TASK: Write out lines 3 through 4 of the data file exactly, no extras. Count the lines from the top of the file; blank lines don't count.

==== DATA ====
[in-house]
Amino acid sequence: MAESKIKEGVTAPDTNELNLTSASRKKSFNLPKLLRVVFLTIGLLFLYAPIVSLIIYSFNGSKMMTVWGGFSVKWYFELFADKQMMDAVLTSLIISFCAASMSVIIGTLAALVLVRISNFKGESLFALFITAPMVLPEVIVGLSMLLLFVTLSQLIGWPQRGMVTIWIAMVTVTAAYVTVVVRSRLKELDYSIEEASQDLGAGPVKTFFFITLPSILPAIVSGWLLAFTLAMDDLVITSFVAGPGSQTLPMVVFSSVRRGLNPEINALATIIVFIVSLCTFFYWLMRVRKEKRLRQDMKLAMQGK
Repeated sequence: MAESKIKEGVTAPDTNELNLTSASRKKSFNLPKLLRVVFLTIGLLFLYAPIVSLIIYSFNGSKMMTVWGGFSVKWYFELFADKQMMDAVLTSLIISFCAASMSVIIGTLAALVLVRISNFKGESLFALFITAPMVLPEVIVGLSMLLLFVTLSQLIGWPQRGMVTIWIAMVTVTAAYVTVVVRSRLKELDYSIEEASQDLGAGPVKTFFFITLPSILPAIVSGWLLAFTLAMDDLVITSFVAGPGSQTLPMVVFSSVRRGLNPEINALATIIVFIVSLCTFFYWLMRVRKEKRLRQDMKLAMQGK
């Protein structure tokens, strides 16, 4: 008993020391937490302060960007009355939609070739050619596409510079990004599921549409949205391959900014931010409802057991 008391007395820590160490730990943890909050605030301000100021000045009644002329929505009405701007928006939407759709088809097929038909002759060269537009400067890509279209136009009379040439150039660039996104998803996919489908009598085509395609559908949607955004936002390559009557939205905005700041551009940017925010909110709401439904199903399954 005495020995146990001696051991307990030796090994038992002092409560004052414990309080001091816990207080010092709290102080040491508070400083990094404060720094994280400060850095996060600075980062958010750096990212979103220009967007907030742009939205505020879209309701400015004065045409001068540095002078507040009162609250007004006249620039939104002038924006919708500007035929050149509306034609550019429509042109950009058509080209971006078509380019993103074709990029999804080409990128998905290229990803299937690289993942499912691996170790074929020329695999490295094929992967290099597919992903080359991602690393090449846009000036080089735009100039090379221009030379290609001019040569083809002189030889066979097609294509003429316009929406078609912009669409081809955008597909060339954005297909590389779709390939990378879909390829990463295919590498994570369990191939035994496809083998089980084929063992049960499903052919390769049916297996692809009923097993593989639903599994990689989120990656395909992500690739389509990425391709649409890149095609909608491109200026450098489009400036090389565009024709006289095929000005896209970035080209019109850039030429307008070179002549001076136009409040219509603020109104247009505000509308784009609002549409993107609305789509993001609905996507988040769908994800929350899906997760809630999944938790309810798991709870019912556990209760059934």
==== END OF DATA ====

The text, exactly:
Repeated sequence: MAESKIKEGVTAPDTNELNLTSASRKKSFNLPKLLRVVFLTIGLLFLYAPIVSLIIYSFNGSKMMTVWGGFSVKWYFELFADKQMMDAVLTSLIISFCAASMSVIIGTLAALVLVRISNFKGESLFALFITAPMVLPEVIVGLSMLLLFVTLSQLIGWPQRGMVTIWIAMVTVTAAYVTVVVRSRLKELDYSIEEASQDLGAGPVKTFFFITLPSILPAIVSGWLLAFTLAMDDLVITSFVAGPGSQTLPMVVFSSVRRGLNPEINALATIIVFIVSLCTFFYWLMRVRKEKRLRQDMKLAMQGK
């Protein structure tokens, strides 16, 4: 008993020391937490302060960007009355939609070739050619596409510079990004599921549409949205391959900014931010409802057991 008391007395820590160490730990943890909050605030301000100021000045009644002329929505009405701007928006939407759709088809097929038909002759060269537009400067890509279209136009009379040439150039660039996104998803996919489908009598085509395609559908949607955004936002390559009557939205905005700041551009940017925010909110709401439904199903399954 005495020995146990001696051991307990030796090994038992002092409560004052414990309080001091816990207080010092709290102080040491508070400083990094404060720094994280400060850095996060600075980062958010750096990212979103220009967007907030742009939205505020879209309701400015004065045409001068540095002078507040009162609250007004006249620039939104002038924006919708500007035929050149509306034609550019429509042109950009058509080209971006078509380019993103074709990029999804080409990128998905290229990803299937690289993942499912691996170790074929020329695999490295094929992967290099597919992903080359991602690393090449846009000036080089735009100039090379221009030379290609001019040569083809002189030889066979097609294509003429316009929406078609912009669409081809955008597909060339954005297909590389779709390939990378879909390829990463295919590498994570369990191939035994496809083998089980084929063992049960499903052919390769049916297996692809009923097993593989639903599994990689989120990656395909992500690739389509990425391709649409890149095609909608491109200026450098489009400036090389565009024709006289095929000005896209970035080209019109850039030429307008070179002549001076136009409040219509603020109104247009505000509308784009609002549409993107609305789509993001609905996507988040769908994800929350899906997760809630999944938790309810798991709870019912556990209760059934």